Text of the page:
The Java bytecode of the application is first converted to the Java Intermediate Representation (JIR), which is based on Static Single Assignment (SSA). Threading analysis performed on the JIR identifies potential concurrent execution and inserts instructions for multi-threading. The choice of multithreading primitives at this stage does not make assumptions about the underlying architecture or the programming model. The result is a target-independent multithreaded JIR of the program, with the necessary information to simulate its behaviour. A simulation platform, which is part of the framework, estimates performance gains of multi-threading.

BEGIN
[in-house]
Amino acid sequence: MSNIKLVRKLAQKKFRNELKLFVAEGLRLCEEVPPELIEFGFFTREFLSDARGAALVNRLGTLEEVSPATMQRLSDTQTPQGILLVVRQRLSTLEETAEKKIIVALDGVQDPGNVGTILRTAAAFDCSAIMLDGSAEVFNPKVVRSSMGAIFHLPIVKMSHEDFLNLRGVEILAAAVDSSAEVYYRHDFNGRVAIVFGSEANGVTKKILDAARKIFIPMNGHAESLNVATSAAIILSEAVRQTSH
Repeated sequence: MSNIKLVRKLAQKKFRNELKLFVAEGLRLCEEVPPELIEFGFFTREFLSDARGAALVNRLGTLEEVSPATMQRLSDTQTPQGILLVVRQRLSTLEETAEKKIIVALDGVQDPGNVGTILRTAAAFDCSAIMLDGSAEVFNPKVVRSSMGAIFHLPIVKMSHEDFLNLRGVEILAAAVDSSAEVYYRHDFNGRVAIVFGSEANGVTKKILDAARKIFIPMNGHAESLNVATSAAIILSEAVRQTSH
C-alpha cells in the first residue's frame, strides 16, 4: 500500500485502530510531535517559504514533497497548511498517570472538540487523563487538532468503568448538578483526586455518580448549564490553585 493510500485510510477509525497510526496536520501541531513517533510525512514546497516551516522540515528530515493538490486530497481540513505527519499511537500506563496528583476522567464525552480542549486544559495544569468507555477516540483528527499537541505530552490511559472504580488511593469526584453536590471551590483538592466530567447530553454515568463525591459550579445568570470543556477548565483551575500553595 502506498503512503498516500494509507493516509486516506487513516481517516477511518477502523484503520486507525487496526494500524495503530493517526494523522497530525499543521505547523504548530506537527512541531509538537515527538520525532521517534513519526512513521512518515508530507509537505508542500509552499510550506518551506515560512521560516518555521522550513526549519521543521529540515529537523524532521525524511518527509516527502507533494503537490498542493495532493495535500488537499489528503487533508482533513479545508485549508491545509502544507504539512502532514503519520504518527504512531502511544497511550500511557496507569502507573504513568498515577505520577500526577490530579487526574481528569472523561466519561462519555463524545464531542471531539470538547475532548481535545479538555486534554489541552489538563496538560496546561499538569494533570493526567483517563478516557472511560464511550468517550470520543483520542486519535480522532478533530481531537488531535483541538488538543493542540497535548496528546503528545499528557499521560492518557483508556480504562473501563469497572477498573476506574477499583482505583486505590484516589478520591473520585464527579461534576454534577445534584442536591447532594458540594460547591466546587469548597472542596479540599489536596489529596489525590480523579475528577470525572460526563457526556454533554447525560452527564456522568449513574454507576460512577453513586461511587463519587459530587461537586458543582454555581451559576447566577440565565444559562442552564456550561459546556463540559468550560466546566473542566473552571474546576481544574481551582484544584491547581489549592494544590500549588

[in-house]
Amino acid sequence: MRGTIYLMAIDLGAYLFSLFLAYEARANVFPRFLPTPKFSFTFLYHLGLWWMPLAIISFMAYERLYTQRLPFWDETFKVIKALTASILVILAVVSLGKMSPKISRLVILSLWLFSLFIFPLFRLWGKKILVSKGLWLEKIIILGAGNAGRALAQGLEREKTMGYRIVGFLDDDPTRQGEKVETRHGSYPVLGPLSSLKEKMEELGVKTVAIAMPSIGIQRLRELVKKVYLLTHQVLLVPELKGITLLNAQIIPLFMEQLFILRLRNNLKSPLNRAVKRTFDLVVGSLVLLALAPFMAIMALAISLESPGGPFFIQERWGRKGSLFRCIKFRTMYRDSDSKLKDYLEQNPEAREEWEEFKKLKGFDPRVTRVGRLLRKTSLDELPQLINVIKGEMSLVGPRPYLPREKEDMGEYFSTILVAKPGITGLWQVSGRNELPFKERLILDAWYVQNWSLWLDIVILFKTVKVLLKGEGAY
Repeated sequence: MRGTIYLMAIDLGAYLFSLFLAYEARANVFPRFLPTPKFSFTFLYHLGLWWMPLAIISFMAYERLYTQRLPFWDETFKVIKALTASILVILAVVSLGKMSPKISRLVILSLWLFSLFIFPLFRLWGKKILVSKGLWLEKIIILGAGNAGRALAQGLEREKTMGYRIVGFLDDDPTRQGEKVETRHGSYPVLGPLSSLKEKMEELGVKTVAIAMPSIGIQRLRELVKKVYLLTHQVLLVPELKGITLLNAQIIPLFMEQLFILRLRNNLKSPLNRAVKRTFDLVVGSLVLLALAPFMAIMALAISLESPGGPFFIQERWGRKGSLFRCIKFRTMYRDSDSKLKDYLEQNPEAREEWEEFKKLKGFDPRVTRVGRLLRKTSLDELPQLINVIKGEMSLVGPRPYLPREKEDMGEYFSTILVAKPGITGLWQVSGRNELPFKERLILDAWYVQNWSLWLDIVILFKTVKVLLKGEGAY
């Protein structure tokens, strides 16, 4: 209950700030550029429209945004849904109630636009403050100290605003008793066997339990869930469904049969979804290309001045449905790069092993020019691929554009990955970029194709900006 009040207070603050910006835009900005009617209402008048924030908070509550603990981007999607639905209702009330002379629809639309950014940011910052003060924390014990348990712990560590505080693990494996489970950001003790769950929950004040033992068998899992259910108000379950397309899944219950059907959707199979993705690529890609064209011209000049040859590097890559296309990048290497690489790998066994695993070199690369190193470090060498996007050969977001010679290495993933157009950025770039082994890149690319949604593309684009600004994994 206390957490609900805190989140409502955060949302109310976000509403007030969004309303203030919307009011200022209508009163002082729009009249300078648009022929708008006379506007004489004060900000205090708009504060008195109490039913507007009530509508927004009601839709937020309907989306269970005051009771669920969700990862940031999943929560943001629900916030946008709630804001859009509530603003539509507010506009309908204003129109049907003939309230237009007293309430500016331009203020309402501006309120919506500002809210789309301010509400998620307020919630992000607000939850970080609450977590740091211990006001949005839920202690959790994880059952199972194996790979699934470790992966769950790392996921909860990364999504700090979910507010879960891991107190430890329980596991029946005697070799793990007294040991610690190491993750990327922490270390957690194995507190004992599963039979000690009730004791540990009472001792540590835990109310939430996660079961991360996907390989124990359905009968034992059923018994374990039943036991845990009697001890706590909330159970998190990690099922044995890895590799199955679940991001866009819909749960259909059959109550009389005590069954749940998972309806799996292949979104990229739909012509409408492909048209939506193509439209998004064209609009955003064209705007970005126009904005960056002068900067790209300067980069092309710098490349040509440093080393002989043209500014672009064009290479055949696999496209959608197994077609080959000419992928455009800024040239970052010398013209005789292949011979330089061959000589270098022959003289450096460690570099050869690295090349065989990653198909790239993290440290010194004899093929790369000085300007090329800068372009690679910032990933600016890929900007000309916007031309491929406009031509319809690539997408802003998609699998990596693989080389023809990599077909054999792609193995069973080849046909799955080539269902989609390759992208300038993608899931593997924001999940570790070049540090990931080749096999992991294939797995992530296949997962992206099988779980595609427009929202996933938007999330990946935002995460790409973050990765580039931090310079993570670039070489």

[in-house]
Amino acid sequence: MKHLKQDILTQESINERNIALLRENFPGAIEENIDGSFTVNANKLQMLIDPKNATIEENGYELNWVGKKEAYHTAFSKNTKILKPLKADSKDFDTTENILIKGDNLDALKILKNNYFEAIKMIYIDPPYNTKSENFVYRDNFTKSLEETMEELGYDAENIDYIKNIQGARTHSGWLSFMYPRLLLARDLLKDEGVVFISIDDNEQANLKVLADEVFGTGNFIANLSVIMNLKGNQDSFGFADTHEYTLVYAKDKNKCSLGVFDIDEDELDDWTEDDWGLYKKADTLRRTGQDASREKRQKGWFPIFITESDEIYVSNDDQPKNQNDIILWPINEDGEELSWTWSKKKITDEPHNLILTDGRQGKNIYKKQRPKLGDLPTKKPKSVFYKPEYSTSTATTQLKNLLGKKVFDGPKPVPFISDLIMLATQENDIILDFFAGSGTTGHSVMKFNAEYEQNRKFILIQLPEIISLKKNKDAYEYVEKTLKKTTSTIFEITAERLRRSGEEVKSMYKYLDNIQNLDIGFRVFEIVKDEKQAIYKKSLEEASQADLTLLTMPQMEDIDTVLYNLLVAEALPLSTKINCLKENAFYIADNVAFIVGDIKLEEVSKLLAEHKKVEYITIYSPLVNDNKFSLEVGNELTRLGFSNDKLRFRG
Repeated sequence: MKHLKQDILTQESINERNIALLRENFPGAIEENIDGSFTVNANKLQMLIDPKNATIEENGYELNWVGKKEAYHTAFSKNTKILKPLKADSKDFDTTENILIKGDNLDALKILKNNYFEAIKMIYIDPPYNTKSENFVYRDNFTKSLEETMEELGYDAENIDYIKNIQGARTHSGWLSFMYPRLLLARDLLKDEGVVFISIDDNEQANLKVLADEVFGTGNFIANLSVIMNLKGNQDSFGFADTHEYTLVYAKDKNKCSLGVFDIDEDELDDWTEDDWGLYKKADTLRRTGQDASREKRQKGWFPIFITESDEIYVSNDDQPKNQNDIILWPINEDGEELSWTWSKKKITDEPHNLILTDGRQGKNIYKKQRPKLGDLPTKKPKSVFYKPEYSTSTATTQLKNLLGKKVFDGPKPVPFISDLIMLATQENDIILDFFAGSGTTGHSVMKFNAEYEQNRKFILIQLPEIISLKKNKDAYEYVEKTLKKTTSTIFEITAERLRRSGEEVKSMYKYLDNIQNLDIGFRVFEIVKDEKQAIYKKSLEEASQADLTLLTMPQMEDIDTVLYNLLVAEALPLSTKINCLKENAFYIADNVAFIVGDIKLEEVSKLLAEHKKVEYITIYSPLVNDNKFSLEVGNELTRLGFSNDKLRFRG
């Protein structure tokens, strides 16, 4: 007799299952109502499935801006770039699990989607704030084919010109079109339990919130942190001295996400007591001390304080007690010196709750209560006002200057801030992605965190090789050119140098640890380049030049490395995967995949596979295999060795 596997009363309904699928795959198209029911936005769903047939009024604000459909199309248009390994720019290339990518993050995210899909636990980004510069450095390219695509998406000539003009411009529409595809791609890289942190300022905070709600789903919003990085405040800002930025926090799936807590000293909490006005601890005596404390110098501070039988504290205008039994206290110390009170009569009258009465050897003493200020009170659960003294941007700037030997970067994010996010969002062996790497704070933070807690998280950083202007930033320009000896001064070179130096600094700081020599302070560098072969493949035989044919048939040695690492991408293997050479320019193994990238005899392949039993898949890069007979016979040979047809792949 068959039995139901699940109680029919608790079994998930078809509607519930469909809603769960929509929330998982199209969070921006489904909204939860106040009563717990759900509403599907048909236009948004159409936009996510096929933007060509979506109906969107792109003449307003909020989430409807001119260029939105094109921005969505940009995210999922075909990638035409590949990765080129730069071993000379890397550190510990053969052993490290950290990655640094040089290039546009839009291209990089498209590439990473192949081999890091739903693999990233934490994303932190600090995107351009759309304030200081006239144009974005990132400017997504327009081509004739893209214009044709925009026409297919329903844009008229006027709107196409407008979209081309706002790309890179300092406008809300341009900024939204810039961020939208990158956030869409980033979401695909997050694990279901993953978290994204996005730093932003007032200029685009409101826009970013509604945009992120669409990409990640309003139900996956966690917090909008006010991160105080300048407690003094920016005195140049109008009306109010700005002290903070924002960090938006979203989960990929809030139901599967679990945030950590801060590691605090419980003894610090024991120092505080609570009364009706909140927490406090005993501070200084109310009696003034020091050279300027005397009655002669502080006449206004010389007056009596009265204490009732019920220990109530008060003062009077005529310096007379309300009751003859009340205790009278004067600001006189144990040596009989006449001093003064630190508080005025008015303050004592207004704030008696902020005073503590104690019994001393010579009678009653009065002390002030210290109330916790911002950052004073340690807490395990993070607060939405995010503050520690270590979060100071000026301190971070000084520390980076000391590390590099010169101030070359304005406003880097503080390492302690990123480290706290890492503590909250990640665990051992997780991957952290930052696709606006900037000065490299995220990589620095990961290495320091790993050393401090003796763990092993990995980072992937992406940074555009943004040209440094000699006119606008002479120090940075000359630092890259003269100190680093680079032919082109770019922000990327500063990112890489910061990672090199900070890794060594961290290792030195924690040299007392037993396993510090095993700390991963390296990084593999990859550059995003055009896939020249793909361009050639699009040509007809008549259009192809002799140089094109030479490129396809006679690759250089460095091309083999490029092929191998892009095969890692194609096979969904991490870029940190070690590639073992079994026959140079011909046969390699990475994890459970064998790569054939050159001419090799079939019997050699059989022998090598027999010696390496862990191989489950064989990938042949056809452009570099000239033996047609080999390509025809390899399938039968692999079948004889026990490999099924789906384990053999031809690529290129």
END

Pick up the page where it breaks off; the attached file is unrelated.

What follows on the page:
The next stage in the compilation performs a set of optimisations common to different multithreaded targets, followed by stepwise refinement of the resulting intermediate format to generate target-specific assembly code. The key idea behind the optimisation and refinment phases is to delay binding to a specific target for as long as possible. This, in turn, will allow for the matching of applications to different multithreaded taregets with minimum effort in re-compilation.